So, you may make a mistake while diagnosing such problems in guinea pigs. However, you should look for the following symptoms:
- Loss of appetite: The Guinea pig will avoid eating if it has hair stuck into its stomach. If the gut is completely blocked, then the guinea pig will stop eating altogether.
- Changes in poop: A decrease in fecal pellets will also accompany a loss in appetite. The Guinea pig will have a constipation problem while suffering from the wool block.
- Behavioral changes: Look if there is any change in the behavior of the guinea pig. It will stop running around, or please you for treats. Instead, it will remain silent and depressed.
- Pain: Teeth grinding is an indication of anxiety. Guinea suffering from anxiety can be observed by grinding its teeth.
- Lethargy: Guinea pig not even willing to move due to pain and suffering.
These symptoms are indicating a problem in the digestive tract. This problem can be due to various reasons. It might be possible that hairballs are not the cause of the problem.
The guinea pig should be taken to a veterinarian for the diagnosis. Only after the examination one can confirm the presence of hairballs in the stomach.
Guinea pig poop mixed with hair
Guinea pigs will give out hair mixed with their droppings. It is usual as they ingest hair now and then while grooming themselves. This hair passes through the gut and is expelled through the anus.
If you observe hair in the poop of guinea pigs, then don’t come to any conclusion. Hair in the poop does not mean the guinea pig has hairballs.
Till your guinea pig is eating food, drinking water, and playing, you should not be concerned. Hair in the poop is a good sign that the digestive system functions correctly and gives out any hair ingested.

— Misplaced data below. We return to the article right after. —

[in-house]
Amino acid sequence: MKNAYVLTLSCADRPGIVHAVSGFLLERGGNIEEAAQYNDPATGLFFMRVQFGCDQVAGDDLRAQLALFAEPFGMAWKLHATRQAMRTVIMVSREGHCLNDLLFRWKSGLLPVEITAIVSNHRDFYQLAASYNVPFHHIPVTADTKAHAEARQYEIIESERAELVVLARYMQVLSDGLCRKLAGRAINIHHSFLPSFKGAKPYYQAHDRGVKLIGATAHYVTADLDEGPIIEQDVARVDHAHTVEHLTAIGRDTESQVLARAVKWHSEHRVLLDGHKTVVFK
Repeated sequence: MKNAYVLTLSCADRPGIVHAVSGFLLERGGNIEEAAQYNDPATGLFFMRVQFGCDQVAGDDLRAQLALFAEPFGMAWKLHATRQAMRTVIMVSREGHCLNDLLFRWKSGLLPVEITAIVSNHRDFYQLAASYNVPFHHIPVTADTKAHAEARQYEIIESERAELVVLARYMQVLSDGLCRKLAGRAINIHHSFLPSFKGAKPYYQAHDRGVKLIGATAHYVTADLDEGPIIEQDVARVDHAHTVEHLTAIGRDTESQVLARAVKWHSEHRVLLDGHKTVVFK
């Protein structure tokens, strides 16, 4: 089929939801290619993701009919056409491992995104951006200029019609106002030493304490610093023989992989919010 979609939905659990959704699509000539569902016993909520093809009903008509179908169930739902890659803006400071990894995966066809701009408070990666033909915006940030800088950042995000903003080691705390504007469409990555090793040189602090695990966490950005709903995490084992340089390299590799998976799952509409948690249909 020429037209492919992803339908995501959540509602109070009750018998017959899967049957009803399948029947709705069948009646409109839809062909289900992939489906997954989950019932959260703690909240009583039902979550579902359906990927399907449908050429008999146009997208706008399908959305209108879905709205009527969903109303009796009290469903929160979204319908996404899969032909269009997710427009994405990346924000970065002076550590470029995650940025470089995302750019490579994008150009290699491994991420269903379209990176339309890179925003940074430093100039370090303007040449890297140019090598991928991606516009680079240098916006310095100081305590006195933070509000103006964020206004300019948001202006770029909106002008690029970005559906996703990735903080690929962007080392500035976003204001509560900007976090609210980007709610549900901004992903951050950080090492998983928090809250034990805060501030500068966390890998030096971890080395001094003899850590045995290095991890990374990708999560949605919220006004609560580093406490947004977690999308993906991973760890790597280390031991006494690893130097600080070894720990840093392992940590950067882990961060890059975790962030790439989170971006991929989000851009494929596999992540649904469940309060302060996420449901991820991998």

The presence of excess hair in the droppings indicated that the guinea pig is ingesting too many hairs. You should look for the cause as the guinea pig may be having hairballs anytime soon.
It is a matter of concern the dropping is badly coiled up with hairs. You need to take preventive measures before the problem increases.
How to treat hairballs in guinea pigs
Once you sense the presence of hairballs in your guinea pig’s stomach, visit a vet for the check-up of your pet. The vet will confirm the presence and extent of hairballs in the stomach.
The Guinea pig will be examined thoroughly. You may be asked about the symptoms and the extreme diet and droppings. The vet will check for the presence of any unwanted mass inside the digestive tract.
After the confirmation of the blockage due to hairball, the veterinarian will begin the treatment. The size and number of hairballs are also essential to determine the treatment. General therapies will be the following steps:
- Abdominal massage: Movements of the digestive tract help push the wool block along and remove the clog. Don’t try to do the massage yourself at home as it may hurt and cause damage to the delicate body parts of the guinea pig.
- IV fluids: Fluids are essential to hydrate the system of the guinea pig. This will activate the digestive system. The vet also gives a fiber-rich mixture.
- Pain relief: The Guinea pig will suffer from severe pain due to hairballs. Pain relievers or analgesics are given to alleviate the condition.
- Digestive stimulants: To improve the gastrointestinal tract movement, medication is given. Once the peristaltic movements start, the hairballs will be given out.
- Enzyme tablets: Tablets containing enzymes to decompose the hairballs. The hair is made of a protein called keratin, which can be broken down with enzymes’ help.
- Hairball removal surgery: In some extreme cases, surgery may be done to remove hairballs.
The veterinarian may ask you for the home treatment if the hairballs are small enough. The vet will go for surgery if nothing else is working to remove the hairballs.
Can guinea pigs die from hairballs?
A Guinea pig may recover from the wool block or may succumb to death. That will depend on the early diagnosis of the problem and the size of the hairball.
Enzyme tablets can decompose or break down hairballs of average size. The hairball will slowly pass through the gut with the fiber food and be given out through the anus. However, you must only use it if it is recommended by your vet.
If there has been continuous deposition of hairballs in the stomach leading to a significant size blockage, then the hairball will be challenging to remove.
Surgery done to save the guinea pigs is also not much successful as the guinea pigs may not survive the surgery. A Guinea pig may face death with the ongoing problems of clogging.
Pain, stress and the infection will be tough to bear out for the pet.
Wool block causes the death of the guinea pig in almost half of the cases. If not treated, the guinea pig will not be able to survive. So, you should consult your vet immediately when you doubt the possibility of hairballs.